S. Weir Mitchell (1829-1914) earned a reputation as an eminent neurosurgeon during the era of the American Civil War. His 1872 book, Injuries of Nerves and Their Consequences (J.P. Lippencott, Philadelphia), still contains many valid and informative points, including comments on the ability of severe nerve pain to turn the bravest soldier into a trembling coward. In 1872, 34 years before Dejerine and Roussy published their landmark study on central pain, Mitchell made the following observations on nerve injury pain.
- In contrast to ordinary pain, which tends to be worse in the evening, the person with nerve injury pain awakes with it and it “pursues him with increasing torture throughout the day” Weir was contrasting it with toothache pain, which doesn’t get going until there has been time for circulation to occur during the day.
- The “remote” cause of nerve injury pain is in the wound, while the “immediate” cause is in the site of origin of the nerve; a very astute observation and ahead of Dr. Mitchell’s time. Spontaneous and evoked pain would be consistent with this theoretical arrangement wherein immediate causation results in spontaneous continuous pain while stimulation of an area of the body elicits greater pain as the “remote” augmenting location.
- In most gunshot wounds when chronic nerve injury pain appears, it is usually a burning pain, while at the time of direct physical injury to a nerve, other forms of pain are to be found. Discussing this, Mitchell gave his famous quote, “Under such torments the temper changes, the most amiable grow irritable, the soldier becomes a coward, and the strongest man is scarcely less nervous than the most hysterical girl” (Injuries of Nerves, p 196)
- The burning almost always arises during the healing of the wound and is described as burning, mustard red hot, or like a red hot file rasping the skin”. (typical, garden variety, description for what today is called “dysesthesia”)
- The most pronounced site of the burning pain is “the hand and foot” (this is the distal gradient also described by Roussy), where the dysesthesia is most severe on the palm of the hand and the top of the foot. The compromise in sensation is greatest where the causalgia, or burning pain, is greatest (This pattern is consistent with that related by central pain patients today).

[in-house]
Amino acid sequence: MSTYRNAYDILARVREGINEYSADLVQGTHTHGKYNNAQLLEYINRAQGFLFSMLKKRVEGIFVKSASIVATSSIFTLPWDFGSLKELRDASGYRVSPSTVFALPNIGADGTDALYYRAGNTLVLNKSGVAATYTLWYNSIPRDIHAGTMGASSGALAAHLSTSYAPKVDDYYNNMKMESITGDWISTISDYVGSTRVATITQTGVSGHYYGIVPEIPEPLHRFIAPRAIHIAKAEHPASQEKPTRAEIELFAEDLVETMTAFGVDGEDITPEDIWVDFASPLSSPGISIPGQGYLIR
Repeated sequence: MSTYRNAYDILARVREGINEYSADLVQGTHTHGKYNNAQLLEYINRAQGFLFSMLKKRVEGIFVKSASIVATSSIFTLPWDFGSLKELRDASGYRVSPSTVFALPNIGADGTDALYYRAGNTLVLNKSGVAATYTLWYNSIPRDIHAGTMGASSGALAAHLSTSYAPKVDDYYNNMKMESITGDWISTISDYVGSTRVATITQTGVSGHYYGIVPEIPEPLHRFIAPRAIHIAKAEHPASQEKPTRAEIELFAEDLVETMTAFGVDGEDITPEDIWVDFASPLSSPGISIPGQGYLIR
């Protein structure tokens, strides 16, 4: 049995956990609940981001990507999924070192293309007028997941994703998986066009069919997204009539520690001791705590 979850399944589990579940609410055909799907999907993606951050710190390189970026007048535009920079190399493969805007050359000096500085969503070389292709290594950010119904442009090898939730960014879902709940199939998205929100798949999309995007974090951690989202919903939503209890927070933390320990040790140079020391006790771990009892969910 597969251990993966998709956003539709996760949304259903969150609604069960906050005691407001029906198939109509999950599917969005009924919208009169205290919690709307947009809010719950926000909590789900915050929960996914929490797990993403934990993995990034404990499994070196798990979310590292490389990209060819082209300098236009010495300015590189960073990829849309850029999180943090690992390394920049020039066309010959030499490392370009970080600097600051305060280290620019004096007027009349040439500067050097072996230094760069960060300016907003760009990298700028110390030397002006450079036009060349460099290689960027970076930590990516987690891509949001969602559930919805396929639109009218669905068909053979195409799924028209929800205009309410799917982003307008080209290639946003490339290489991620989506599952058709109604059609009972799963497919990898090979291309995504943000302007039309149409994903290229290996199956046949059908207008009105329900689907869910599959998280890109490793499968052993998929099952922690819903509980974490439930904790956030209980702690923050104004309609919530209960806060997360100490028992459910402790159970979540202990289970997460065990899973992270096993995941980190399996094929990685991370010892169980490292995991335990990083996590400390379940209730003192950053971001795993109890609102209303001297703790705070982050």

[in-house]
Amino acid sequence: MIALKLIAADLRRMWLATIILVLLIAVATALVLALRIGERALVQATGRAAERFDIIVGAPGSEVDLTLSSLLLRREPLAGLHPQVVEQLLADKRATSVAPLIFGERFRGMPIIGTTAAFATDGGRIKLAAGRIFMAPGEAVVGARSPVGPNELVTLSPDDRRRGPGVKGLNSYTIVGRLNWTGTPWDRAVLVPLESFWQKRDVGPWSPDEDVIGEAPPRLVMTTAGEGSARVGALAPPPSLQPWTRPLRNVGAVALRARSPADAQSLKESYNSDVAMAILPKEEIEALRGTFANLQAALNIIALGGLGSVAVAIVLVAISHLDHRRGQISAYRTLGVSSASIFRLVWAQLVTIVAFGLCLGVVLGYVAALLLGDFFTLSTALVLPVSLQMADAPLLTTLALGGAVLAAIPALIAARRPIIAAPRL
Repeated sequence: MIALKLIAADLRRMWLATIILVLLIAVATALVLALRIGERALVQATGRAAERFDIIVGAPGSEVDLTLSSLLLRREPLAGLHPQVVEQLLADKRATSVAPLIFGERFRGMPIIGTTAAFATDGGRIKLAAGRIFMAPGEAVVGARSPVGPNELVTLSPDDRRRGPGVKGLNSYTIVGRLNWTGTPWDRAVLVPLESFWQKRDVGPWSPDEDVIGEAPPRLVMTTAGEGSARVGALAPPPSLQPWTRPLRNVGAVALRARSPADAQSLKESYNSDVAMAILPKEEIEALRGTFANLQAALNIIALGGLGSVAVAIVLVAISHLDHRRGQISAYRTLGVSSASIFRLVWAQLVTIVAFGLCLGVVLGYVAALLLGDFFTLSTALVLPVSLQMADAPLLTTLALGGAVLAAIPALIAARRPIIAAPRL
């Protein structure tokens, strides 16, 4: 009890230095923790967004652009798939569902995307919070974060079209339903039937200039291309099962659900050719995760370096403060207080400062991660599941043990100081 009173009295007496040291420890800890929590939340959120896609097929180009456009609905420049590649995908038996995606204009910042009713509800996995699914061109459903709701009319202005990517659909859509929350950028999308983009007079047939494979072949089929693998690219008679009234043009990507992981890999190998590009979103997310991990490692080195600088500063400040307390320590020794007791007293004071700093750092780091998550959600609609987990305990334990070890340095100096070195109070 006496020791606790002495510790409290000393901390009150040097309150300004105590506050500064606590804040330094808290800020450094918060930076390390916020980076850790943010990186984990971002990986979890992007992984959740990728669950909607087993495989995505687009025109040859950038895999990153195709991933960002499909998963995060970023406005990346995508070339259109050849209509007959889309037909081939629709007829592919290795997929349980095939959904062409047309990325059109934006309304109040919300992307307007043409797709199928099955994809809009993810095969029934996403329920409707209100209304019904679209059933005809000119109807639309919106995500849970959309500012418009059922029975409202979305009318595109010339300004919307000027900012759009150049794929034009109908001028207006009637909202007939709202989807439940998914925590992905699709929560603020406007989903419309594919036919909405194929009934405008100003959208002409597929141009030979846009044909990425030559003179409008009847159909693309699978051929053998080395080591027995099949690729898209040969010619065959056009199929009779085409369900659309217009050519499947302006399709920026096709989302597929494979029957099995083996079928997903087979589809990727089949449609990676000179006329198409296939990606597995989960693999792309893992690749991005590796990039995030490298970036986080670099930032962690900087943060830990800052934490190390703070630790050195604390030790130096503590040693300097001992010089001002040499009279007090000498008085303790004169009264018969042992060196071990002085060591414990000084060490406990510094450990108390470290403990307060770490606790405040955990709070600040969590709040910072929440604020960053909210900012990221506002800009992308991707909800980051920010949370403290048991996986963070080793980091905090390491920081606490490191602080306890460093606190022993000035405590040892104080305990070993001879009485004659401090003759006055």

- Cold weather usually eased the pain while heat made it worse. (This again is typical of Central Pain to a point, since it is really changes in temperature which begin the sensitization-its completion can occur at either temperature extreme. In ciguatera poisoning, the change of cold to a hot burning has been called “cold reversal”.
- The burning is not a referred sensation since division of nerves going to the area did not stop the pain. (Once again, Mitchell astutely realized that it was not the nerves themselves causing the pain but something else. Today we would point to the fact Central Pain comes from the brain due to chemical impact of altered genes in the spinal cord neurons, and that evocation occurs with input from kinins, prostonoids, and the similar sensitizing chemicals near the area of applied stimulus.)
- The pain from injury to peripheral nerves occurs immediately when the skin is touched while evoked nerve pain injury in the central nervous system (Central Pain) is delayed from the time of the touch. (We speak of “temporal summation” of dysesthesia today–Mitchell cites measurements by Cruvalhier with a watch indicating quarter seconds). This very important feature of Central Pain, the delay from stimulus until onset of evoked dysesthesia is the major distinguishing characteristic of Central neuropathic pain from Peripheral Neuropathic pain and a an extremely useful clinical test for differentiation of central versus peripheral neuropathy. This should quite possibly be called “Mitchell’s Sign”, since he was the first to describe it. (Injuries of Nerves p.225)